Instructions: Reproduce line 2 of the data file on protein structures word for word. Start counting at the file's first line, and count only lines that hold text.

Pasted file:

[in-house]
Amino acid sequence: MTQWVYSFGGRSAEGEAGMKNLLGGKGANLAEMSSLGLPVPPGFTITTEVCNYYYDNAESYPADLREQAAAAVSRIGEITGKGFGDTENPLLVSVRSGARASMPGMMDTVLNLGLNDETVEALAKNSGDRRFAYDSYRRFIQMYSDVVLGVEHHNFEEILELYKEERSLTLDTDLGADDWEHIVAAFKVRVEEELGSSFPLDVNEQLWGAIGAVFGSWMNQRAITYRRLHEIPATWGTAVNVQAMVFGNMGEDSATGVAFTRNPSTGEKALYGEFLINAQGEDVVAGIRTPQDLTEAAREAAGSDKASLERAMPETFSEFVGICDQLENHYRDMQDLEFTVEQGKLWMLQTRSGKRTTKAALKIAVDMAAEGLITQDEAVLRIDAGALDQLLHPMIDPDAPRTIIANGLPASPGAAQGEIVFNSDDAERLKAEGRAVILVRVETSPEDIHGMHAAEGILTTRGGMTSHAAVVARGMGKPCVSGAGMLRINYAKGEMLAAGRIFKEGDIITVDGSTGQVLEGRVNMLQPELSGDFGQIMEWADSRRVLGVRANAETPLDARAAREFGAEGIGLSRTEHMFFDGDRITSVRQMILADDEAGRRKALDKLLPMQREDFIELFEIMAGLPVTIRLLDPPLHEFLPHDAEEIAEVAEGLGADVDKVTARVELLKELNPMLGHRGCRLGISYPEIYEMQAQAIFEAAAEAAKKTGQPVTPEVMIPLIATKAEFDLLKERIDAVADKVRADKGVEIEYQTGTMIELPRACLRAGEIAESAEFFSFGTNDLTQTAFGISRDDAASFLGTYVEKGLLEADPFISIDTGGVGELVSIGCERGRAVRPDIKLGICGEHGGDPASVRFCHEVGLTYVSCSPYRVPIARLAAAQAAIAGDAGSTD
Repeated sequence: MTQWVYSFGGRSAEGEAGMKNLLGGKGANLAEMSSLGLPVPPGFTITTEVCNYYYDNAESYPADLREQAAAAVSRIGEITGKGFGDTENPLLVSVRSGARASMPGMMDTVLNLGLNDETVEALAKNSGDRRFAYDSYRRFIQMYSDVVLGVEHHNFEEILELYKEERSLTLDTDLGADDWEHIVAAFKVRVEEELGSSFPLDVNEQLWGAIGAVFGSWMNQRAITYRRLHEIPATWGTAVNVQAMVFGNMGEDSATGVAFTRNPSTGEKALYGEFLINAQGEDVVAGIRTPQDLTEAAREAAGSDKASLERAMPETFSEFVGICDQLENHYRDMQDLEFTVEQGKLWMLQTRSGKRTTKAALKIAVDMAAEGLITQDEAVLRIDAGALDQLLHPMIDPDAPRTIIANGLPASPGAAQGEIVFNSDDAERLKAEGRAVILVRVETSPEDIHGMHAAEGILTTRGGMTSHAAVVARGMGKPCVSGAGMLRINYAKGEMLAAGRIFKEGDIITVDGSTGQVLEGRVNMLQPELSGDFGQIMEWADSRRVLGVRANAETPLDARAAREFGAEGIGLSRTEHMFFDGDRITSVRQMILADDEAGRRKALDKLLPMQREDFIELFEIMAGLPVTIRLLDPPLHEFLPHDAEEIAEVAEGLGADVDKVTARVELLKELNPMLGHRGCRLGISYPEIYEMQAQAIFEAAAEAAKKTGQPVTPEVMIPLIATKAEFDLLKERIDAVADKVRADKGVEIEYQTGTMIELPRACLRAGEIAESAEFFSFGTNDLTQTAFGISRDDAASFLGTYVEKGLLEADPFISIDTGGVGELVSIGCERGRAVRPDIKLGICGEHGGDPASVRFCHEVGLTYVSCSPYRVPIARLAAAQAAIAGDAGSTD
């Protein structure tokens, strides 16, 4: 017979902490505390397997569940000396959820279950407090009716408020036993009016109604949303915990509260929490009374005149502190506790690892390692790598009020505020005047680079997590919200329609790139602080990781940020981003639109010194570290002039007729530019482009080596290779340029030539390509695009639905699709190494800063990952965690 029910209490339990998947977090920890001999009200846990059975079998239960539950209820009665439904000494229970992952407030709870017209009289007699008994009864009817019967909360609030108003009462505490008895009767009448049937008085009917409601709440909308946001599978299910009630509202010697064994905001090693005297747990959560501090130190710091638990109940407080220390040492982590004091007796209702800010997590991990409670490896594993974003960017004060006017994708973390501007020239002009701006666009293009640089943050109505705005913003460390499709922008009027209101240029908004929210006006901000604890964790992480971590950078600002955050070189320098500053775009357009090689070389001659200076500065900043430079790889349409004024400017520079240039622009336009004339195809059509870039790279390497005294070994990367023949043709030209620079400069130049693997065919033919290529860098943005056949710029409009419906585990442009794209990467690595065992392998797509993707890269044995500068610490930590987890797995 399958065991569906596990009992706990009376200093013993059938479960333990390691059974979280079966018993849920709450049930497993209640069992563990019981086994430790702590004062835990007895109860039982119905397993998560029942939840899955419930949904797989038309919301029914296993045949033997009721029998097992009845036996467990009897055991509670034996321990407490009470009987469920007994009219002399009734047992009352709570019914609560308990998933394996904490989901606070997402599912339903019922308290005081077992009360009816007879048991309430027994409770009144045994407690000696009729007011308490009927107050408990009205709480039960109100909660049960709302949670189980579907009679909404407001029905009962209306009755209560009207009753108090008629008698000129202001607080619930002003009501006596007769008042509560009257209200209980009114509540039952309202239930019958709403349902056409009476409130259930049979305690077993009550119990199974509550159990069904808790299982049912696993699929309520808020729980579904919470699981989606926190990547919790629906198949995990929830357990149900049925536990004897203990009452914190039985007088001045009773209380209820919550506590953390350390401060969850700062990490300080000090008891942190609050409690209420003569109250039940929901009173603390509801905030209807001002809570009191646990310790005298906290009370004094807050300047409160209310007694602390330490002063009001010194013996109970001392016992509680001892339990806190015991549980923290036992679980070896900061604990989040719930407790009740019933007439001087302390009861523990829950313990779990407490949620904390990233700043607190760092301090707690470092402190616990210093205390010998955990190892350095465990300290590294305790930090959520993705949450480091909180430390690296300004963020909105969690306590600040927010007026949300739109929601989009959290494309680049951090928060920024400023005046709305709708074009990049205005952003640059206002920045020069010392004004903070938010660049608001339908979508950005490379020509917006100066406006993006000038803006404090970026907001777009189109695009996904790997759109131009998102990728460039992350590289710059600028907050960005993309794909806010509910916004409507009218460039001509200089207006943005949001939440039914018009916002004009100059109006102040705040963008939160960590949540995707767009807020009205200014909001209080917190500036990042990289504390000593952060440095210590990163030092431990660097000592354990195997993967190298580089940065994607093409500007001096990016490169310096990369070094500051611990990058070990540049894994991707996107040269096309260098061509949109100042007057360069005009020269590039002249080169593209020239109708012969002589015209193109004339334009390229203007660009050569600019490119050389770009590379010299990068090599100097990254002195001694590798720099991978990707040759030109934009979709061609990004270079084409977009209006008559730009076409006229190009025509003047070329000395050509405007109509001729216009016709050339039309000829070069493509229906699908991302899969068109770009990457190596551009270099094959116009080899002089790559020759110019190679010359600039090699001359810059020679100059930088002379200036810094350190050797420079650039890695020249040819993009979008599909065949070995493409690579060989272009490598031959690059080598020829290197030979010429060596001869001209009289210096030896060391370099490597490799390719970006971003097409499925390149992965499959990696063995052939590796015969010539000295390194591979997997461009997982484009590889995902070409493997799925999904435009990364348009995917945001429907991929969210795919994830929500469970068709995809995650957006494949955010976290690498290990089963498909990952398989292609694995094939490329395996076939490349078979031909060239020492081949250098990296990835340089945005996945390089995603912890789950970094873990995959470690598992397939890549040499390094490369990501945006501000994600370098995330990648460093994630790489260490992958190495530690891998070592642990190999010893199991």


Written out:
Amino acid sequence: MTQWVYSFGGRSAEGEAGMKNLLGGKGANLAEMSSLGLPVPPGFTITTEVCNYYYDNAESYPADLREQAAAAVSRIGEITGKGFGDTENPLLVSVRSGARASMPGMMDTVLNLGLNDETVEALAKNSGDRRFAYDSYRRFIQMYSDVVLGVEHHNFEEILELYKEERSLTLDTDLGADDWEHIVAAFKVRVEEELGSSFPLDVNEQLWGAIGAVFGSWMNQRAITYRRLHEIPATWGTAVNVQAMVFGNMGEDSATGVAFTRNPSTGEKALYGEFLINAQGEDVVAGIRTPQDLTEAAREAAGSDKASLERAMPETFSEFVGICDQLENHYRDMQDLEFTVEQGKLWMLQTRSGKRTTKAALKIAVDMAAEGLITQDEAVLRIDAGALDQLLHPMIDPDAPRTIIANGLPASPGAAQGEIVFNSDDAERLKAEGRAVILVRVETSPEDIHGMHAAEGILTTRGGMTSHAAVVARGMGKPCVSGAGMLRINYAKGEMLAAGRIFKEGDIITVDGSTGQVLEGRVNMLQPELSGDFGQIMEWADSRRVLGVRANAETPLDARAAREFGAEGIGLSRTEHMFFDGDRITSVRQMILADDEAGRRKALDKLLPMQREDFIELFEIMAGLPVTIRLLDPPLHEFLPHDAEEIAEVAEGLGADVDKVTARVELLKELNPMLGHRGCRLGISYPEIYEMQAQAIFEAAAEAAKKTGQPVTPEVMIPLIATKAEFDLLKERIDAVADKVRADKGVEIEYQTGTMIELPRACLRAGEIAESAEFFSFGTNDLTQTAFGISRDDAASFLGTYVEKGLLEADPFISIDTGGVGELVSIGCERGRAVRPDIKLGICGEHGGDPASVRFCHEVGLTYVSCSPYRVPIARLAAAQAAIAGDAGSTD